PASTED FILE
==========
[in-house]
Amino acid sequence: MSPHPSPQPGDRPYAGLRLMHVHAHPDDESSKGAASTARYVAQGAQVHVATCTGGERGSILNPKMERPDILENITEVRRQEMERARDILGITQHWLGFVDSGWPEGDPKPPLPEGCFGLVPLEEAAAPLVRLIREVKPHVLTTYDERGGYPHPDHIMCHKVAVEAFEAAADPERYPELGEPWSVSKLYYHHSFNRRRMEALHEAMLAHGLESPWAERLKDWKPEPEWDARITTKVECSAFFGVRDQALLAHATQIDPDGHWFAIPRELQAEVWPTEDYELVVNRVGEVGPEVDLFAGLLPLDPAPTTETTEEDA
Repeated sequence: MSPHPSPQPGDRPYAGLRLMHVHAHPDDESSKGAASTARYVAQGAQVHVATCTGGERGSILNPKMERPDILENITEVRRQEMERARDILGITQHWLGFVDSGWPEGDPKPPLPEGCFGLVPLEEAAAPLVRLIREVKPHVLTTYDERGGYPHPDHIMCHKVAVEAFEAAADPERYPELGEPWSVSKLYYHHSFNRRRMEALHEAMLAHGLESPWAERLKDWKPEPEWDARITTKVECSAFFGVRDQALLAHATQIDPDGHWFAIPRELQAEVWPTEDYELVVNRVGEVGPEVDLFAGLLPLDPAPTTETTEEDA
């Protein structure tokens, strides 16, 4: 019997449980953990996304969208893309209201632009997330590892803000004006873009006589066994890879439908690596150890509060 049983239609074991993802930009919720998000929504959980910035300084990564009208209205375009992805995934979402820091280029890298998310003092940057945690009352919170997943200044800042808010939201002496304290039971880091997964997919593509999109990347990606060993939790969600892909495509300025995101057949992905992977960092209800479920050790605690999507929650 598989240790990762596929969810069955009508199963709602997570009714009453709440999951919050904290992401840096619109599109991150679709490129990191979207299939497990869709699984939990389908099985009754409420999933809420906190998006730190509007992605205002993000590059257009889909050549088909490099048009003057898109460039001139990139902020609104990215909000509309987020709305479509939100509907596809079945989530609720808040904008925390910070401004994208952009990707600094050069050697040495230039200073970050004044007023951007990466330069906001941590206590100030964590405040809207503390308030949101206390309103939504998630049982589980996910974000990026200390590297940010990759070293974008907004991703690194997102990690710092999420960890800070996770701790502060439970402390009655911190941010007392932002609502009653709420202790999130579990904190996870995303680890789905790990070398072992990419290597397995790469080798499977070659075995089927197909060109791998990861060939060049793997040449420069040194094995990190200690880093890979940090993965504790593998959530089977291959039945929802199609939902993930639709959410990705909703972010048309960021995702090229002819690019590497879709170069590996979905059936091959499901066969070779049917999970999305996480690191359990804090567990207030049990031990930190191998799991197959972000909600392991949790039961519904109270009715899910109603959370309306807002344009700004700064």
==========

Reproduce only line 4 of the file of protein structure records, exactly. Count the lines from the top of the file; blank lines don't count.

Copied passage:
């Protein structure tokens, strides 16, 4: 019997449980953990996304969208893309209201632009997330590892803000004006873009006589066994890879439908690596150890509060 049983239609074991993802930009919720998000929504959980910035300084990564009208209205375009992805995934979402820091280029890298998310003092940057945690009352919170997943200044800042808010939201002496304290039971880091997964997919593509999109990347990606060993939790969600892909495509300025995101057949992905992977960092209800479920050790605690999507929650 598989240790990762596929969810069955009508199963709602997570009714009453709440999951919050904290992401840096619109599109991150679709490129990191979207299939497990869709699984939990389908099985009754409420999933809420906190998006730190509007992605205002993000590059257009889909050549088909490099048009003057898109460039001139990139902020609104990215909000509309987020709305479509939100509907596809079945989530609720808040904008925390910070401004994208952009990707600094050069050697040495230039200073970050004044007023951007990466330069906001941590206590100030964590405040809207503390308030949101206390309103939504998630049982589980996910974000990026200390590297940010990759070293974008907004991703690194997102990690710092999420960890800070996770701790502060439970402390009655911190941010007392932002609502009653709420202790999130579990904190996870995303680890789905790990070398072992990419290597397995790469080798499977070659075995089927197909060109791998990861060939060049793997040449420069040194094995990190200690880093890979940090993965504790593998959530089977291959039945929802199609939902993930639709959410990705909703972010048309960021995702090229002819690019590497879709170069590996979905059936091959499901066969070779049917999970999305996480690191359990804090567990207030049990031990930190191998799991197959972000909600392991949790039961519904109270009715899910109603959370309306807002344009700004700064």